Last week, Alexander Acosta was confirmed the next Secretary of Labor by a by a vote of 60 to 38. This appointment proved much less controversial than the previous pick of fast-food chief executive Andrew Puzder. For one thing, Acosta has a depth of related experience, having served as an assistant attorney general in the civil rights division of the Justice Department under President George W. Bush; he also previously served on the National Labor Relations Board. What else do we know about this pick and what do the tea leaves hold for employers and HR managers? We’ve gathered commentary from employment law attorneys to learn what they are thinking.
Acosta on Day One Talks Jobs, Not Regulatory Rollback
Ben Penn, Bloomberg Law
The secretary’s only public remarks at the DOL occurred when he swung by the agency’s Employment and Training Administration, which administers job training funds. “I’m really excited about the workforce training part, because that’s to me so important,” Acosta said. “As I was walking around talking to members, everyone sort of agrees we need to train individuals and that the skills gap is real. That’s not a question; that’s a fact.”
Acosta Confirmed as Secretary of Labor
Lindsay DiSalvo, Corn Maciel Carey
At this point, it is still uncertain how Acosta will fill the role of Secretary of Labor. The Trump Administration and its former Secretary of Labor nominee, Andrew Puzder, who withdrew from consideration back in February, have taken an aggressive stance on deregulation. However, Acosta’s positions on regulation and enforcement have not been as clearly defined, and his prior experience may dictate a more measured approach in managing the opposing priorities he will surely encounter. Additionally, he may not shy away from enforcement due to his background as a prosecutor. We will likely have a better idea of Acosta’s approach soon, however, because there are a number of time sensitive issues that will need his prompt attention.
Senate Confirms Acosta as U.S. Secretary of Labor
HR Daily Advisor Editorial Staff
Acosta addressed several DOL initiatives during his Senate committee confirmation hearing in late March, including new overtime rules currently stuck in judicial limbo, but offered few details about his plans for them. He did, however, call into question the DOL’s authority to set an overtime salary threshold at all. “I think the authority of the secretary to address this is a separate issue from what the correct amount is,” he said.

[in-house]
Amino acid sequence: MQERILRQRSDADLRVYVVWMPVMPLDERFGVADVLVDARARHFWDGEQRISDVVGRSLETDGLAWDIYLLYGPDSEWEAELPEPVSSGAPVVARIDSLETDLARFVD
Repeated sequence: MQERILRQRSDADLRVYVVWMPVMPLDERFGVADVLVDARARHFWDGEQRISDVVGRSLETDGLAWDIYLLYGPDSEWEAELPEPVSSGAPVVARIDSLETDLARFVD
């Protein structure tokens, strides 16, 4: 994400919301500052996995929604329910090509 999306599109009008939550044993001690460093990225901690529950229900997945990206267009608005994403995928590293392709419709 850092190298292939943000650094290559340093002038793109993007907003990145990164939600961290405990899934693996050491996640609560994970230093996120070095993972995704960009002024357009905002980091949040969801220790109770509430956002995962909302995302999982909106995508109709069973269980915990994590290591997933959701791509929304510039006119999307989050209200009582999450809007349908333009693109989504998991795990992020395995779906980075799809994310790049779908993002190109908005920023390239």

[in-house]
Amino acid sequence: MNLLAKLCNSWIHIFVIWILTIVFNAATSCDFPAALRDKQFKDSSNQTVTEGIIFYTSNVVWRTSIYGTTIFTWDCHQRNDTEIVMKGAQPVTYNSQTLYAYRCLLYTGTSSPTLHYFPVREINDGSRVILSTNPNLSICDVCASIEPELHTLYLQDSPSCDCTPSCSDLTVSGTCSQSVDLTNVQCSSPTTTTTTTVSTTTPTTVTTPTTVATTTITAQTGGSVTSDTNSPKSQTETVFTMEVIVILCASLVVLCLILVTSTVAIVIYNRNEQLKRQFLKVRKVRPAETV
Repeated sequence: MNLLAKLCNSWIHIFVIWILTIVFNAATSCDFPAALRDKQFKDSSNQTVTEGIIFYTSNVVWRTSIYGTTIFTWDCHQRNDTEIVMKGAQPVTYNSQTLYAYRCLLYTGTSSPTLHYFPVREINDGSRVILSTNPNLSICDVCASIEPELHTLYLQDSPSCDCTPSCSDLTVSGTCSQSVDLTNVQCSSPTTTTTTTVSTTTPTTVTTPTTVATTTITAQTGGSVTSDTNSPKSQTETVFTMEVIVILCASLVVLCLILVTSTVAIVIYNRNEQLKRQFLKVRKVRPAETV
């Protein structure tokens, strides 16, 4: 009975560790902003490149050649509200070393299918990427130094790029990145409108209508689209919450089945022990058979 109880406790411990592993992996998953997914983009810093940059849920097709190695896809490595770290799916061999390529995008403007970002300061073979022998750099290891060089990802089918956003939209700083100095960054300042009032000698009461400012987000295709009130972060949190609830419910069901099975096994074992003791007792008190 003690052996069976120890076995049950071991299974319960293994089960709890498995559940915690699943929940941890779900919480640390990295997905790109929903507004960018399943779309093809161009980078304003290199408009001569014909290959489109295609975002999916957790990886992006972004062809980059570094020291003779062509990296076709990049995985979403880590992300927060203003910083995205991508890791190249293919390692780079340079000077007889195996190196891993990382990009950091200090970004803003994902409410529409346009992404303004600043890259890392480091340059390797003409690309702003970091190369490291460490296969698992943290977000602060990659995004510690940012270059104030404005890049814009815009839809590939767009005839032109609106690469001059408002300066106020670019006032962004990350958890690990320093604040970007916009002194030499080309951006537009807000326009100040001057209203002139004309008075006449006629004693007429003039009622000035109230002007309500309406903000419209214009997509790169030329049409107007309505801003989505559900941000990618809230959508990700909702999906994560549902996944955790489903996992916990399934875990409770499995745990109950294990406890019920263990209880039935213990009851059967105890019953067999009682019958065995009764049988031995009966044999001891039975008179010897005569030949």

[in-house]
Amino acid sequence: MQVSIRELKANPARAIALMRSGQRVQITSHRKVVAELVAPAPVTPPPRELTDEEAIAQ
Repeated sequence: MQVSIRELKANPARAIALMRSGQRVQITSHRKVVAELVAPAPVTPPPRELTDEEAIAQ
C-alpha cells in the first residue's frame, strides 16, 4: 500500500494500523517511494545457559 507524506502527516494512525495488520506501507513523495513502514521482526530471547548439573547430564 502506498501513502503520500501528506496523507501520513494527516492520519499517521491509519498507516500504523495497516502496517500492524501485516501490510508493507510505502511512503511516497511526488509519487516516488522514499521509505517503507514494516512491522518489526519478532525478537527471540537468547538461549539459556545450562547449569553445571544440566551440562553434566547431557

Employment Lawyers Say Trump’s Pick to Head DOL Is Highly Qualified
Kate McGovern Tornone. HR Daily Advisor
Acosta, who is currently dean of the Florida International University (FIU) College of Law, is well-qualified for the position, experts say. He was nominated to the board by President George W. Bush and later served as assistant attorney general for the U.S. Department of Justice’s Civil Rights Division, which means he has a good understanding of how agencies operate, according to David S. Fortney of Fortney & Scott, LLC.
“He brings a lot of day-to-day experience and expertise and I think he has the makings of a very responsible Secretary of Labor,” Fortney said. Acosta has a broad depth of knowledge of the workplace and will be able to navigate the intersection of policy implementation and enforcement thoughtfully and responsibly, Fortney added.
Senate Confirms Alex Acosta for Secretary of Labor
Harold P. Coxson. Ogletree Deakins Nash Smoak & Stewart
While at the NLRB, Acosta participated in more than 125 decisions. He advocated the increased use of rulemaking—rather than administrative decision-making involving individual cases—in order to promote predictability, efficiency, and stability.
DOL Finally Has Its Leading Guy
Brett Young, Sheppard Mullin Richter & Hampton
Acosta’s impact on employers and the future of the Department of Labor remain to be seen. Perhaps the largest issue facing Mr. Acosta is the Texas federal court’s decision to block the Department of Labor from enforcing new regulations that would have drastically reduced the number of white collar employees who are exempt from overtime.
Photo: US Secretary of Labor R. Alexander Acosta greets staff at the Employment and Training Administration (ETA) at the US Department of Labor after being sworn-in as the 27th Secretary of Labor. Source: US Department of Labor